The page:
The ability to navigate--to travel from one location to another--declines with normal aging and can be further affected by conditions such as vision loss and dementia. This study will test the effect of noninvasive brain stimulation on older adults' allocentric navigation, the use a mental map of the environment to navigate.
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Accepts Healthy Volunteers
Participants with Mild Cognitive Impairment
Two distinct memory systems interact during navigation. The first, allocentric navigation, uses spatial knowledge of key features or landmarks to develop and use a mental map of the environment. This approach involves brain regions that are critical for new learning and memory but decline with age. The second, egocentric navigation, relies on "habit" memories that link specific features with specific directions. This approach relies on brain regions that are critical for "automatic" responses and that are relatively unaffected by age. As people age, allocentric navigation declines, a change that increases the risk of becoming disoriented or lost, even in familiar areas.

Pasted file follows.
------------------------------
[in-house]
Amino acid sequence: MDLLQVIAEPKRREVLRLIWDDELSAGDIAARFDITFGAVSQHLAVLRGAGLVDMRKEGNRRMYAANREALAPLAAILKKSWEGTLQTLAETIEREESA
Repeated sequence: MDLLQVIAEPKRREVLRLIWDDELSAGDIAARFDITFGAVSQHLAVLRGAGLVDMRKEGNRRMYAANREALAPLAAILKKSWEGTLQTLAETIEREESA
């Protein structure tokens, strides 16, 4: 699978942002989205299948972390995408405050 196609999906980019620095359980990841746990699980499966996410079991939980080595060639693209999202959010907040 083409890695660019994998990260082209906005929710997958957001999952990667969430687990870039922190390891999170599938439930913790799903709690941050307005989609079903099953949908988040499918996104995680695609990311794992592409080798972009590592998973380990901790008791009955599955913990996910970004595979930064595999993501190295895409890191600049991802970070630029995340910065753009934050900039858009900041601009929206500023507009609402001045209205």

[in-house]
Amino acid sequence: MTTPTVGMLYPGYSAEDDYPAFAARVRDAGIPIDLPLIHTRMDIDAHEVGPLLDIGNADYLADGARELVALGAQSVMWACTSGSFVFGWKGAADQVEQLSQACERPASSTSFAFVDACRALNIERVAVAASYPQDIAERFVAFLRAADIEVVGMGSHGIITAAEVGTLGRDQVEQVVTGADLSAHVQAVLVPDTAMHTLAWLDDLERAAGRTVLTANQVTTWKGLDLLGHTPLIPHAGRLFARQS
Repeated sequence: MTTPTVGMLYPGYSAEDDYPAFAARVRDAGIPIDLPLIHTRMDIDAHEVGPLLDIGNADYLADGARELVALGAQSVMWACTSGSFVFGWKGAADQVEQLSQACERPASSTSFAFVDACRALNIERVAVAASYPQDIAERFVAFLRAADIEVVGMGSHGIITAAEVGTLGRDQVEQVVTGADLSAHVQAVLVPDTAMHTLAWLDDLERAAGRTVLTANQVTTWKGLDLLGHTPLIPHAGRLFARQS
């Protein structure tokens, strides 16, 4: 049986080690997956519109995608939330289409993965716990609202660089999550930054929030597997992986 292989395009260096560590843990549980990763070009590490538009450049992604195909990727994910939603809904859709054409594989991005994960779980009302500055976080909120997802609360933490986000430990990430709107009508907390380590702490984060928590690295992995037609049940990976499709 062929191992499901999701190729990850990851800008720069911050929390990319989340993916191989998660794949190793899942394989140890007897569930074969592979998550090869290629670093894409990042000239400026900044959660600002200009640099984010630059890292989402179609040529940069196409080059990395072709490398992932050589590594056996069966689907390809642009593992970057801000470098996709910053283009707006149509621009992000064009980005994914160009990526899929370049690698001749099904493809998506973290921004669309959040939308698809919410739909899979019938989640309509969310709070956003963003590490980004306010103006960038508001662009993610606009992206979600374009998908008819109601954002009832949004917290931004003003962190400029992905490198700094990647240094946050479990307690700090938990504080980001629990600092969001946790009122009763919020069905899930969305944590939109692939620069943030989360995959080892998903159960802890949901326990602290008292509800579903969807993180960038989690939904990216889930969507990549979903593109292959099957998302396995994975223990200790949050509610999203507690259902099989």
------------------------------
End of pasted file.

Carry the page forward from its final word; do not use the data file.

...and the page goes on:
The main goal of this project is to examine whether noninvasive brain stimulation, specifically transcranial direct current stimulation, can improve allocentric navigation in healthy older adults or those with MCI.
Participants will complete three functional MRI sessions while learning new environments. Before two of these sessions, older adults will receive brain stimulation that is designed to improve allocentric navigation. Results for older participants will be compared with those of healthy young participants to examine whether brain stimulation reduces age-related impairments in allocentric memory and associated brain functioning.
|Map Marker||City||State||Zip Code||Status||Primary Contact|
Geolocation is 42.2808256, -83.7430378
Department of Veterans Affairs
Benjamin M. Hampstead, PhD
Atlanta VA Medical and Rehab Center, Decatur
Justin F. Hartley